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The Wahoo Wunderkind FC was developed on RedHat v7.1.  Though there's nothing particularly special about the distribution, it is the version of linux supported by the Computer Science Department.  We have successfully compiled the team on other distributions of Linux, Solaris, and IRIX.  If you would like to install Linux or would like to learn more about it, check out these websites:

Dual booting Linux with Windows 2000 or XP is still a bit tricky.  These resources might help:
Linux+NT HowTo
Dual Boot Appendix of RedHat Manual
Linux+Windows HowTo


Our source code is stored in the computer science department's concurrent versions system (CVS).  CVS provides a method for many developers to work on the same source code simultaneously. You can issue CVS commands to checkout, update, and merge source code files. The CS department's CVS pserver is on ares.cs.virginia.edu. Your computer science account user name and password is also your CVS username and password.  Also, you need to be added to the robocup group in order to access the CVS tree.  For more information on CVS check out the CVS website. or user manual.


Automake is intended to simplify management of make files and ease porting from different Unix platforms.  The Unix program, make, allows the compilation of multiple files and libraries.  Automake has two scripts: a configure script, and auto make files.  The files are usually simple to use and maintain.  For information on automake checkout the automake website or this tutorial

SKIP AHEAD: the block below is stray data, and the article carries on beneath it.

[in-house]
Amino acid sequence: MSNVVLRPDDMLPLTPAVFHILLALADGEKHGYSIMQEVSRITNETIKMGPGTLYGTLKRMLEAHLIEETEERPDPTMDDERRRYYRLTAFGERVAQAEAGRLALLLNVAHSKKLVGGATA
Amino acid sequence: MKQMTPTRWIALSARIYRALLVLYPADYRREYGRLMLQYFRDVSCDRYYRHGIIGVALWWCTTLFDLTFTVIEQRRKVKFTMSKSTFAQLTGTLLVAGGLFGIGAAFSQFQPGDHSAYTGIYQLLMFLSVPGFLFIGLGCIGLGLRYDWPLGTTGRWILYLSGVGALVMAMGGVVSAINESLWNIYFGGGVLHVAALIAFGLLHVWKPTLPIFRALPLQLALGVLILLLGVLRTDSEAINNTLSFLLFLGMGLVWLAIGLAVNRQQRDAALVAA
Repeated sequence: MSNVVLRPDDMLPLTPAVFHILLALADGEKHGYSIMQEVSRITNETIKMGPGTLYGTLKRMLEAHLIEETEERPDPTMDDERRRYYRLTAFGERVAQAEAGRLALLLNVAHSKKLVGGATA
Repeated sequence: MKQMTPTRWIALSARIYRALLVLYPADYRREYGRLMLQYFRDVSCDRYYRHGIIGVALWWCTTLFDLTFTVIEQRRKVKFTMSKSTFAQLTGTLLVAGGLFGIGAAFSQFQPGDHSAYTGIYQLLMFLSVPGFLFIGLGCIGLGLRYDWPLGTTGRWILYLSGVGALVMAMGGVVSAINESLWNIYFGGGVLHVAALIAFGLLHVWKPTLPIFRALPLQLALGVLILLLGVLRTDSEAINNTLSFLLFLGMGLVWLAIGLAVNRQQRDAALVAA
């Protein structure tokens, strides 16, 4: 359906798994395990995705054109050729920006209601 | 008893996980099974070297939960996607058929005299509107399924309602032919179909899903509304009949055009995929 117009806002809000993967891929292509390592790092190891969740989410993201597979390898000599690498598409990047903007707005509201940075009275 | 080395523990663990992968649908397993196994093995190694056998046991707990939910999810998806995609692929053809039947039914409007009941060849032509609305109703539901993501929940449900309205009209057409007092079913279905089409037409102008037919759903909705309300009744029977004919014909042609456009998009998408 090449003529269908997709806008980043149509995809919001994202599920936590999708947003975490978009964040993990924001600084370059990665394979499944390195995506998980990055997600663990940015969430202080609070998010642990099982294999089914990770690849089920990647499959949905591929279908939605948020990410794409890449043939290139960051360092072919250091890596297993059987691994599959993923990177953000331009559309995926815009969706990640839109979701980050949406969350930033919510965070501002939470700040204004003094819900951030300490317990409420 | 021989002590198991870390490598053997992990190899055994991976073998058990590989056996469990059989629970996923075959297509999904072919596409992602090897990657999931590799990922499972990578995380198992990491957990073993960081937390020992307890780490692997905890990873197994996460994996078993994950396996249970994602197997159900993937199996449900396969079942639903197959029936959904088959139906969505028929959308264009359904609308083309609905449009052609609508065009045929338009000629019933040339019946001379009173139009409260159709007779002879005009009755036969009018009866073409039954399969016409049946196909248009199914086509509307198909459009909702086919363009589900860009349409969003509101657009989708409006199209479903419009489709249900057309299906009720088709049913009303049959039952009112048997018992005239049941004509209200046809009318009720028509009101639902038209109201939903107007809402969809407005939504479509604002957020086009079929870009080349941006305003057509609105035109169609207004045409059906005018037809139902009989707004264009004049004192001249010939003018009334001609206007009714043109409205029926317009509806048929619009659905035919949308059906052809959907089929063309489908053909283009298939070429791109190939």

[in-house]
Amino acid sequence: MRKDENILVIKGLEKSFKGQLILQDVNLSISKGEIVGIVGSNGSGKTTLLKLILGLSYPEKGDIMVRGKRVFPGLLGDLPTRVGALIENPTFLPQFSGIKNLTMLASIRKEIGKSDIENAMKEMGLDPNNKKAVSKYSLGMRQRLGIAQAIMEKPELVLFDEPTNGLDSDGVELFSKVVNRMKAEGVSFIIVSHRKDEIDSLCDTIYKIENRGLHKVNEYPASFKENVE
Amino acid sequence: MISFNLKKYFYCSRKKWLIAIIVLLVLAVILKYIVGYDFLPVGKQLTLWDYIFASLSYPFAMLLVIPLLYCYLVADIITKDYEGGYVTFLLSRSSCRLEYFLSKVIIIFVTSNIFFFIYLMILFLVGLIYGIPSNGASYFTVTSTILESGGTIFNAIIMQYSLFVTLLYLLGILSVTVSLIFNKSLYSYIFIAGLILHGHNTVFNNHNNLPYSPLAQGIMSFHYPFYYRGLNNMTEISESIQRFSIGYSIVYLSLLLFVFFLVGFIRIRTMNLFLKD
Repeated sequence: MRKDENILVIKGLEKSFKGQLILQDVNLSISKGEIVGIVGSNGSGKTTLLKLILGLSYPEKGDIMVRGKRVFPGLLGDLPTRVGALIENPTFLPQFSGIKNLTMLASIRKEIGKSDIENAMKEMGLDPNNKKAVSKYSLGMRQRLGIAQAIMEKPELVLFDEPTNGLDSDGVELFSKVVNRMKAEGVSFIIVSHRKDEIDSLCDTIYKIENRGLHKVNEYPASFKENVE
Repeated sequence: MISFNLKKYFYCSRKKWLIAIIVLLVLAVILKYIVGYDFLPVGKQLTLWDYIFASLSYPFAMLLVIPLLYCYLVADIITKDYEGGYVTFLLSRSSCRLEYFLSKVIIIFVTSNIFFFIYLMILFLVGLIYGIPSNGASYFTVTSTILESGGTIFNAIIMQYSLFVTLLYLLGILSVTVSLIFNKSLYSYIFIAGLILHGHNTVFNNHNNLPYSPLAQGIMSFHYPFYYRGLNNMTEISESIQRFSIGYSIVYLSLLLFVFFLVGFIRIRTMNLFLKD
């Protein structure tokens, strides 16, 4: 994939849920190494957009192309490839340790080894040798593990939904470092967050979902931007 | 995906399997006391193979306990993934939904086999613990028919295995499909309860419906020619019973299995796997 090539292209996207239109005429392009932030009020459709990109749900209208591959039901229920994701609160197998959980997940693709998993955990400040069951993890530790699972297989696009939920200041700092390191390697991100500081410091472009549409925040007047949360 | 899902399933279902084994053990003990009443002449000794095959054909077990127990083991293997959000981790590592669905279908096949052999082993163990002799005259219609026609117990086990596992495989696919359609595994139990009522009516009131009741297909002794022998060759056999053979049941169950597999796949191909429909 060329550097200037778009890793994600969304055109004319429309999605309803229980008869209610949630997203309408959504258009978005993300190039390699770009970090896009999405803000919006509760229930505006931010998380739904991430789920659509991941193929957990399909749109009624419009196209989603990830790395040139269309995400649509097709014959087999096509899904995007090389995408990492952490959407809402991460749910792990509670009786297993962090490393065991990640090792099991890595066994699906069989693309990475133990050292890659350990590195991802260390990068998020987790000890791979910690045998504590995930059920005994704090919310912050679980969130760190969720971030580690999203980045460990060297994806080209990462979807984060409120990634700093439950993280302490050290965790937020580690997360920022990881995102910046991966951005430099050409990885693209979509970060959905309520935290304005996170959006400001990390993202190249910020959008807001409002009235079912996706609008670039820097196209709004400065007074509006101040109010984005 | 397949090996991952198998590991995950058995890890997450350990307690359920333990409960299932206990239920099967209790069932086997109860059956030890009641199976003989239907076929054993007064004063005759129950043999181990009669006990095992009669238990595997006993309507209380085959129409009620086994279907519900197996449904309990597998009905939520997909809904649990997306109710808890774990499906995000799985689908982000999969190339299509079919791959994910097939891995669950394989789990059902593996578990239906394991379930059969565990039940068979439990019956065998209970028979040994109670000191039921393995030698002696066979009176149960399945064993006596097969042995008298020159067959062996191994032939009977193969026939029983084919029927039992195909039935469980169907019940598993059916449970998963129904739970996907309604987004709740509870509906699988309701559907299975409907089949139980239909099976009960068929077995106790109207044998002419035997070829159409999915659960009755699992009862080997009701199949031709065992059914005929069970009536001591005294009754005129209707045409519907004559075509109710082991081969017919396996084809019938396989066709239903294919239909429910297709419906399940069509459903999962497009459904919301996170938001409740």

KDE & KDevelop

KDE is a window manager for X-windows (a common GUI system for unix).  KDevelop is a Visual Studio look-alike for unix.  KDevelop has built-in support for CVS and automake.  We found that KDevelop eased the transition from Windows and Visual Studio to Linux programming.  Modifying the source code does not require KDE nor KDevelop.  KDevelop and KDE are default parts of most Linux distributions.  You can find information about using these environments in the KDE User Guide and the KDevelop User Manual.


Some throw away programs for maintaining or modifying the source tree are written in Python. Python is an easy to use object oriented scripting language.  For more information check out python.org.

©2002 University of Virginia Deparment of Computer Science
Have questions? Email David Evans